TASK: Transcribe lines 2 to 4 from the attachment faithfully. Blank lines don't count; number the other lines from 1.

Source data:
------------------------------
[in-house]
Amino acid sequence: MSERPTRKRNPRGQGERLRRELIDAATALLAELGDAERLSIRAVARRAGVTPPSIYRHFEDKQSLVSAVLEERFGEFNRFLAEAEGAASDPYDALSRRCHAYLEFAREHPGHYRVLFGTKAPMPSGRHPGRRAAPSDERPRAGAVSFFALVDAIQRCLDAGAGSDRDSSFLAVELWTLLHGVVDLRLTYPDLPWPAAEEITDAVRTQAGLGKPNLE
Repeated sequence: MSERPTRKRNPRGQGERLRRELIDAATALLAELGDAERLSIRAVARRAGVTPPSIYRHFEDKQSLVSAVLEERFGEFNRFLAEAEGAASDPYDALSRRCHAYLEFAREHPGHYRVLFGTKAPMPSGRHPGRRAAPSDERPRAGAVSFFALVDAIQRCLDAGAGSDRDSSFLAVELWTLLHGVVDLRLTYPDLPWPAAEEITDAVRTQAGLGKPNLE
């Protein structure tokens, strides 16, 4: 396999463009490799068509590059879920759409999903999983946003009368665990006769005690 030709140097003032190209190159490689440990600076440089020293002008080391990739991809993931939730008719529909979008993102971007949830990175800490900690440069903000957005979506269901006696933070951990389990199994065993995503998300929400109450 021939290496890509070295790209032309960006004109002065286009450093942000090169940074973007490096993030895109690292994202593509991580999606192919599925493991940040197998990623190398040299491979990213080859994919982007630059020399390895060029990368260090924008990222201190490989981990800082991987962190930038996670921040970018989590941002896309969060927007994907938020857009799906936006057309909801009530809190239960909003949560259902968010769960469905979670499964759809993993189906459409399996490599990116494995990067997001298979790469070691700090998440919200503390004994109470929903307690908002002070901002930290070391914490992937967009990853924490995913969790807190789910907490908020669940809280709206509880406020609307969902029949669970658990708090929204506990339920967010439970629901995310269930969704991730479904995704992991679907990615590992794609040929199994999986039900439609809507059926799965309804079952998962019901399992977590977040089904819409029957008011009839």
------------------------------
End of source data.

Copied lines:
Amino acid sequence: MSERPTRKRNPRGQGERLRRELIDAATALLAELGDAERLSIRAVARRAGVTPPSIYRHFEDKQSLVSAVLEERFGEFNRFLAEAEGAASDPYDALSRRCHAYLEFAREHPGHYRVLFGTKAPMPSGRHPGRRAAPSDERPRAGAVSFFALVDAIQRCLDAGAGSDRDSSFLAVELWTLLHGVVDLRLTYPDLPWPAAEEITDAVRTQAGLGKPNLE
Repeated sequence: MSERPTRKRNPRGQGERLRRELIDAATALLAELGDAERLSIRAVARRAGVTPPSIYRHFEDKQSLVSAVLEERFGEFNRFLAEAEGAASDPYDALSRRCHAYLEFAREHPGHYRVLFGTKAPMPSGRHPGRRAAPSDERPRAGAVSFFALVDAIQRCLDAGAGSDRDSSFLAVELWTLLHGVVDLRLTYPDLPWPAAEEITDAVRTQAGLGKPNLE
């Protein structure tokens, strides 16, 4: 396999463009490799068509590059879920759409999903999983946003009368665990006769005690 030709140097003032190209190159490689440990600076440089020293002008080391990739991809993931939730008719529909979008993102971007949830990175800490900690440069903000957005979506269901006696933070951990389990199994065993995503998300929400109450 021939290496890509070295790209032309960006004109002065286009450093942000090169940074973007490096993030895109690292994202593509991580999606192919599925493991940040197998990623190398040299491979990213080859994919982007630059020399390895060029990368260090924008990222201190490989981990800082991987962190930038996670921040970018989590941002896309969060927007994907938020857009799906936006057309909801009530809190239960909003949560259902968010769960469905979670499964759809993993189906459409399996490599990116494995990067997001298979790469070691700090998440919200503390004994109470929903307690908002002070901002930290070391914490992937967009990853924490995913969790807190789910907490908020669940809280709206509880406020609307969902029949669970658990708090929204506990339920967010439970629901995310269930969704991730479904995704992991679907990615590992794609040929199994999986039900439609809507059926799965309804079952998962019901399992977590977040089904819409029957008011009839």